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The safety net program Congress forgot

  April 23, 2021 | By Rebecca Valla & Matthew Cortland, The Hill

$794 per month. Imagine that as the only income you have to get by on.

That’s the harsh economic reality for millions of people with disabilities and seniors who rely on Supplemental Security Income, or SSI — a critical but paltry program administered by the Social Security Administration that’s been left to wither on the vine for decades.

As a former SSI beneficiary and a former legal aid lawyer who represented people wrongfully denied SSI benefits, we know firsthand how vital the income support that SSI provides can be. For many of the program’s roughly 8 million disabled and elderly beneficiaries, it can mean the difference between having a roof over your head and being out on the street. But we’ve also witnessed the human consequences of decades of federal neglect: SSI is now a program that consigns disabled people and seniors to abject poverty.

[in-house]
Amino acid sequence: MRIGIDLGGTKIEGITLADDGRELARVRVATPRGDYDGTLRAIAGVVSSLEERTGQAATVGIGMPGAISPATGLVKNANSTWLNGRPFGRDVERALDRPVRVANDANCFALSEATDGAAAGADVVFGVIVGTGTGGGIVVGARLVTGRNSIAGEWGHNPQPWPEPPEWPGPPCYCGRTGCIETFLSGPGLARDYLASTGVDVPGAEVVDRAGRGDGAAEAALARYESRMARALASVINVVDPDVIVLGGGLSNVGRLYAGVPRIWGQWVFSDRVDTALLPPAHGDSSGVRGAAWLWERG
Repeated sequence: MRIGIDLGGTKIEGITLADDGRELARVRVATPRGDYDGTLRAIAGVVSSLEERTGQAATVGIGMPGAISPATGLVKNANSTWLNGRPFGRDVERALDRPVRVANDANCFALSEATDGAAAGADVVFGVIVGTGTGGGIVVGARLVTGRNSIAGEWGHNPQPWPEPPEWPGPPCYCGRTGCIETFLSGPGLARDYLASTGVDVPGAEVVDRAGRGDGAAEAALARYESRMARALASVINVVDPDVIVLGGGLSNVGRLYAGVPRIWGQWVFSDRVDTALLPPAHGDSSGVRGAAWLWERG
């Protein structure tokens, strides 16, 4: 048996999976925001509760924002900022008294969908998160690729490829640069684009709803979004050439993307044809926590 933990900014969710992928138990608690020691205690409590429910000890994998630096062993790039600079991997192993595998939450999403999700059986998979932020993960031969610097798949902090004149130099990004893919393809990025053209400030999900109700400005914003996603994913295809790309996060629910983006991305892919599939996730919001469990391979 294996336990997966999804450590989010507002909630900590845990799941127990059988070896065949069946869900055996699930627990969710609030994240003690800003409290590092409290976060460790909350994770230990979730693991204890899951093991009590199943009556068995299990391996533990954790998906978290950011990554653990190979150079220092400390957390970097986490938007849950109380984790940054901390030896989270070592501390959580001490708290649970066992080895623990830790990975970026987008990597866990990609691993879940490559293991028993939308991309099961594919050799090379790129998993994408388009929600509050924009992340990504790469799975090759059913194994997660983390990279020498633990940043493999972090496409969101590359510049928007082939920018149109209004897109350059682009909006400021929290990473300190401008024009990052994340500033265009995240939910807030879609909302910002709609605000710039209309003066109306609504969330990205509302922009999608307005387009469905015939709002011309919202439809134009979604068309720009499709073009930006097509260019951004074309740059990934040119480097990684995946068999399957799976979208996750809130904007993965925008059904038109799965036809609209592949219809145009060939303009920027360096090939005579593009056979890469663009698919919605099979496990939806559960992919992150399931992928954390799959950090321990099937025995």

With a maximum monthly benefit of just $794, SSI tops out at about three-quarters of the federal poverty line. That isn’t enough to rent a one-bedroom apartment in any state in the U.S. — even if you spent 100 percent of monthly benefits on rent. The average rent for a modest one-bedroom apartment in 2020 was $1,063 per month — 128 percent of an SSI recipient’s monthly income.

Meanwhile, under current law, SSI beneficiaries are legally prohibited from having even modest emergency savings. The program’s long-outdated asset limits have been stuck at $2,000 for individuals and $3,000 for couples for more than three decades. These rigid limits have lost immense purchasing power over the years. Had they been updated for inflation, they would be $9,500 and $12,675 respectively today. These counterproductive limits penalize savings and prevent beneficiaries from having even a modest rainy day fund for emergencies — such as a pandemic, statewide power grid failure, or forest fires — further entrenching poverty among seniors and disabled people.

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